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Britain's bosses are getting tougher with workers who disobey Internet and email use and abuse policies.
Almost half (45 per cent) of employers in a study by IRS Employment Review said they had punished workers for such reasons in the last year.

Less than five per cent dealt with more than six cases, but one UK employer had punished 10 workers for Internet and email misuse.

Of the 90 per cent of respondents who answered policy questions in the survey, all cited "accessing pornography" on the Internet as forbidden, with almost all (96 per cent) also citing the sending of obscene emails as proscribed behaviour.

Other forbidden activities include: emails that denigrate colleagues (63 per cent), Internet gambling (63 per cent), using Web-based email (45 per cent), Internet shopping (31 per cent) and sending non-work related emails (14 per cent).

Two thirds (66 per cent) of the organisations quizzed offer access to email facilities to all employees but wider Internet access is more tightly controlled. Just over half (57 per cent) of the organisations polled give Net access to all employees, but 24 per cent limit it to office-based employees and just under five per cent restrict Internet access to managers alone. Approximately, two-thirds of the survey's respondents operate an intranet.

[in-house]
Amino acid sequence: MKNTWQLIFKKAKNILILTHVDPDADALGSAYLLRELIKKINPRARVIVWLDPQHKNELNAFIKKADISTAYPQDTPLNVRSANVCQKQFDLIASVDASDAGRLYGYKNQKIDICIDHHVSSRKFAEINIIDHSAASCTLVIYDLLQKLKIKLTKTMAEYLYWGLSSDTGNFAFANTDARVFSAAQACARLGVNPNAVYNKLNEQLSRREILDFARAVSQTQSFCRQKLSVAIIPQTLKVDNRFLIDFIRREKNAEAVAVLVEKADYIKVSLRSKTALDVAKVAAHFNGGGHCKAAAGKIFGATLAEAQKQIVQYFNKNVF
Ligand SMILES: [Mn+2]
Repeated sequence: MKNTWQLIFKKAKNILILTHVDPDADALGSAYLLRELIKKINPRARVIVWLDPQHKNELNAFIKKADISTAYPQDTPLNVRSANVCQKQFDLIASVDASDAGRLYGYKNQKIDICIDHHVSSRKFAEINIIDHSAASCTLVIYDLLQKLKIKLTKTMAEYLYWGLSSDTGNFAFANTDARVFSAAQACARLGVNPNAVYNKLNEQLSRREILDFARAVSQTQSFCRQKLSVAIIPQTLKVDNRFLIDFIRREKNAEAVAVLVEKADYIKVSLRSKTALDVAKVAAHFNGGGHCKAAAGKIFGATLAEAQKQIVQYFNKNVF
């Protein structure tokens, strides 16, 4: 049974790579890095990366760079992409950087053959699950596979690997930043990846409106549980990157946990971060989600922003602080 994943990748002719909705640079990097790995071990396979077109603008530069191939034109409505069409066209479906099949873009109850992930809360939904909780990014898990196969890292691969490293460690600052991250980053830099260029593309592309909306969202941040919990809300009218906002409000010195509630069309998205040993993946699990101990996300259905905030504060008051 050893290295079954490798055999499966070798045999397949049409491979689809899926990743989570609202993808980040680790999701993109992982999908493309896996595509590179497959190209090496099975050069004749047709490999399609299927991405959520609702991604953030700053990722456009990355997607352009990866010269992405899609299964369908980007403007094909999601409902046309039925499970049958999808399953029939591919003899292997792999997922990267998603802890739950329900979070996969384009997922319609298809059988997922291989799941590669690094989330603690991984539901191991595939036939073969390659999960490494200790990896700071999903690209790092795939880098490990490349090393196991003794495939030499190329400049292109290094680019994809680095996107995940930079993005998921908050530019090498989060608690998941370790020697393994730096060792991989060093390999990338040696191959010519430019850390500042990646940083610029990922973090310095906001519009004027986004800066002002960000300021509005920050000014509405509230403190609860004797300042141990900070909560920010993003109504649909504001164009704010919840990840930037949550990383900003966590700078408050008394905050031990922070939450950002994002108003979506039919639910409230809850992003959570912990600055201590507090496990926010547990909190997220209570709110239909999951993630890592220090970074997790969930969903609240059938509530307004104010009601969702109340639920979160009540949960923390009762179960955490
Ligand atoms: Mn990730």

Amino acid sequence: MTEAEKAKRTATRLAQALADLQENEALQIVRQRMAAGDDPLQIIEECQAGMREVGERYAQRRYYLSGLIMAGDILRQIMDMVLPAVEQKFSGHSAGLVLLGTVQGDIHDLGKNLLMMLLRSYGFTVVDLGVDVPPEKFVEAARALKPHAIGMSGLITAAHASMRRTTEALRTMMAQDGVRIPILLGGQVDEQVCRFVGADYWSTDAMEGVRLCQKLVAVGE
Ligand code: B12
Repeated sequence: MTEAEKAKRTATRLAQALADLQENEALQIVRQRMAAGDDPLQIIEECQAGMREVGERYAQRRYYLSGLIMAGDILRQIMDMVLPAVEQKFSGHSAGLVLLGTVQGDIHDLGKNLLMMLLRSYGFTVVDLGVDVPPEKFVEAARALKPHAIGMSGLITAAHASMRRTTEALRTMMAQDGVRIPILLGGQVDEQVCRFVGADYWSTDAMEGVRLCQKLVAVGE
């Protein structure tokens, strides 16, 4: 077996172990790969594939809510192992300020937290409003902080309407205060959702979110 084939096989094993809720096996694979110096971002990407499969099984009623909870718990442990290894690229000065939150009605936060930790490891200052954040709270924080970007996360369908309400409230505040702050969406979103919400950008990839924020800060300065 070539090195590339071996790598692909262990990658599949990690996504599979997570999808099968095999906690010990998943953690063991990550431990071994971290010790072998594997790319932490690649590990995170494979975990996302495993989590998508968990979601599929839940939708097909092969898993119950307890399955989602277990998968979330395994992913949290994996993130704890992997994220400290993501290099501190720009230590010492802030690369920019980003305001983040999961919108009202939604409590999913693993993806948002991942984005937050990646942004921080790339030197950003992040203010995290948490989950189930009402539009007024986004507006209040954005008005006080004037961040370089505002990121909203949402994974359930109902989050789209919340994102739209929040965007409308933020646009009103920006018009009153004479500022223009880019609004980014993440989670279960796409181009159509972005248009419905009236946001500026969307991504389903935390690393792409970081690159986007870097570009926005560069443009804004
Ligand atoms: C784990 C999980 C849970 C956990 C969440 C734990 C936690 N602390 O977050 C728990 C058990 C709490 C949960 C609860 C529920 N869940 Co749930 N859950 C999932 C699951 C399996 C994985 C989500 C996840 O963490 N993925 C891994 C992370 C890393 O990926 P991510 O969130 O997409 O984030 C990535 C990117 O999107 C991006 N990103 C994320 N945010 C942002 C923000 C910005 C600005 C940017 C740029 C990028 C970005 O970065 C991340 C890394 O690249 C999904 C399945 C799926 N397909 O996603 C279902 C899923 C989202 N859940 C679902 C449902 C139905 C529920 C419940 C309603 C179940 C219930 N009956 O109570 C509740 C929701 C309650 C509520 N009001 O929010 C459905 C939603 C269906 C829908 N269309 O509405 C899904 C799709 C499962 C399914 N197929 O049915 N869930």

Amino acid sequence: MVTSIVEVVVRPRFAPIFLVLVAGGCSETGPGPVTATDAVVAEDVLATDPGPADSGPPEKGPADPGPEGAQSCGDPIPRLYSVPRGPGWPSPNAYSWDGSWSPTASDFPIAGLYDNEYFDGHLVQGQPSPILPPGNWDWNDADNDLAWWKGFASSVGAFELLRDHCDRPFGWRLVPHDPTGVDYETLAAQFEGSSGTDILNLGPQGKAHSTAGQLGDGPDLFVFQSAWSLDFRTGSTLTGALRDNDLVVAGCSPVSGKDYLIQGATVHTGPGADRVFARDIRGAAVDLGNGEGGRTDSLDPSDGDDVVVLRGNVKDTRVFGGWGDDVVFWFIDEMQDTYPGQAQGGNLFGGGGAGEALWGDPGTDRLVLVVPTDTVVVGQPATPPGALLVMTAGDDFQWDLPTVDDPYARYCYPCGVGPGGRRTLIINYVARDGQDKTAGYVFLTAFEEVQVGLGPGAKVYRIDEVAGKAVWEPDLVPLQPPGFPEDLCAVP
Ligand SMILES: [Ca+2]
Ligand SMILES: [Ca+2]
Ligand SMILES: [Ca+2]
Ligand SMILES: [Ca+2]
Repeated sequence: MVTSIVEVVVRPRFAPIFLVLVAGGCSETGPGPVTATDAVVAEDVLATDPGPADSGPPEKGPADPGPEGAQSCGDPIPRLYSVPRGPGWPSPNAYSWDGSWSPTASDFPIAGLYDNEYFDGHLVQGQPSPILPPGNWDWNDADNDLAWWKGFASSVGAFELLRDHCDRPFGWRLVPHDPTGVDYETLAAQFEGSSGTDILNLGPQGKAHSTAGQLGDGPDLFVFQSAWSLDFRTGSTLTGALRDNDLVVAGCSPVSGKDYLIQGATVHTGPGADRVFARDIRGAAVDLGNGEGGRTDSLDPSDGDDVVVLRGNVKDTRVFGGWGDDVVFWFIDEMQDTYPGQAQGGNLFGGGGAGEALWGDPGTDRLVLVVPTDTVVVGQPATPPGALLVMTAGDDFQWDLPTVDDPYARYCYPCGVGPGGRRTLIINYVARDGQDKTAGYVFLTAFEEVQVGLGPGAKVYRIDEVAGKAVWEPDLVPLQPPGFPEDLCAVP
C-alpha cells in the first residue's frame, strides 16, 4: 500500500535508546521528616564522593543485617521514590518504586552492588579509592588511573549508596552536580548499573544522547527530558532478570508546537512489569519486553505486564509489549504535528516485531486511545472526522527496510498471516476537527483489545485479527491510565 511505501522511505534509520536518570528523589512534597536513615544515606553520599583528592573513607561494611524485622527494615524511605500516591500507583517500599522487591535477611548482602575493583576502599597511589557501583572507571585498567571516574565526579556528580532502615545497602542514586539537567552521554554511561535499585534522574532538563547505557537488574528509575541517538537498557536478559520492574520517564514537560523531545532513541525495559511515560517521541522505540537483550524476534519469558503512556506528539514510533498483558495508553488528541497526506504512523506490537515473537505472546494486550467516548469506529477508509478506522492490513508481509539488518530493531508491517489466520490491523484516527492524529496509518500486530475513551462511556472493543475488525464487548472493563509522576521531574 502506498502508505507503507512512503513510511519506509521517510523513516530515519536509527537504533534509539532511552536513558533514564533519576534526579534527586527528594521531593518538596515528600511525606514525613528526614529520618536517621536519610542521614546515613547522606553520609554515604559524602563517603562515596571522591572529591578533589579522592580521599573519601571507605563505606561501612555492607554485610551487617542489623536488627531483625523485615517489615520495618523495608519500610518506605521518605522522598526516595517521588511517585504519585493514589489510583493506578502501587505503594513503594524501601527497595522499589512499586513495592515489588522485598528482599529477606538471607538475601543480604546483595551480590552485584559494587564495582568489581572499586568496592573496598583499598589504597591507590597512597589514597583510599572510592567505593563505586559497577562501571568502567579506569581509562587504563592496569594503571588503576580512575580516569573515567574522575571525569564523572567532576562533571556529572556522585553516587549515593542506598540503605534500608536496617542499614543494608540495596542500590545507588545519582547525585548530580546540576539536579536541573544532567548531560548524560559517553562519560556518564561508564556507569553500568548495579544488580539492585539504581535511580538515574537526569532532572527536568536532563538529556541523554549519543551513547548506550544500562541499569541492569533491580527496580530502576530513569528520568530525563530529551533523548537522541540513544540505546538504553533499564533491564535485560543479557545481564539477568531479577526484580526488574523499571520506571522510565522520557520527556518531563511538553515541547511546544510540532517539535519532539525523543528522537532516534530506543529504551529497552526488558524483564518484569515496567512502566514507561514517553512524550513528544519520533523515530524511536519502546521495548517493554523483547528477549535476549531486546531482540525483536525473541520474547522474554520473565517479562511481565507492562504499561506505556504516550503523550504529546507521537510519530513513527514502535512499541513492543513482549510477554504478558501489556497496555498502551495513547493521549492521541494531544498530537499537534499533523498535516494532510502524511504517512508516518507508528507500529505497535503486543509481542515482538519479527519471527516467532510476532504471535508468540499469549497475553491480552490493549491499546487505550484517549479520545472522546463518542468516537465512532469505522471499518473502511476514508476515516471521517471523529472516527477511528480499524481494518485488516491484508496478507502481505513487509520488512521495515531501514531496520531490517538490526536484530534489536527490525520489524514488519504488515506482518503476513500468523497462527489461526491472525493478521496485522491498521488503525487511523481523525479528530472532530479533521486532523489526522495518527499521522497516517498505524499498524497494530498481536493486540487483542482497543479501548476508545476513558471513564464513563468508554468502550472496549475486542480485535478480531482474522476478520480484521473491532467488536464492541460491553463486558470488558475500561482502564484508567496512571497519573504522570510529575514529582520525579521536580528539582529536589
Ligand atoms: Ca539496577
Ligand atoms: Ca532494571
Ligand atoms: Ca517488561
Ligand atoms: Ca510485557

Employers need policies in place to manage the risks involved to their reputations and productivity, and to protect themselves against the possible legal consequences of misuse, according to IRS Employment Review.

Most organisations (90 per cent) surveyed have formal policies setting the boundaries of acceptable use, but compliance with other aspects of good practice - including training and the labelling of non-work related emails - is less rigorous. IRS Employment Review favours wider use of censorware technology at work.

Mark Crail, IRS Employment Review managing editor, said: "Employers are increasingly concerned at the many different ways people can abuse work access to email and the Internet. But our research shows that they may be concentrating on the wrong issues. Companies can block access to inappropriate websites using sophisticated screening software, but many try to address this issue through employment policies instead."

According to Crail, employers should insist that staff should use the same level of formality in external emails as they would use in a letter.

"One lesson we should all learn from the Hutton inquiry is that any quick message dashed off in an email may well be used at a later date in a rather more public forum," he said.

The survey, conducted in July 2003, is based on responses from 63 private and public sector employers, with a workforce of 97,275 across the economy. ®

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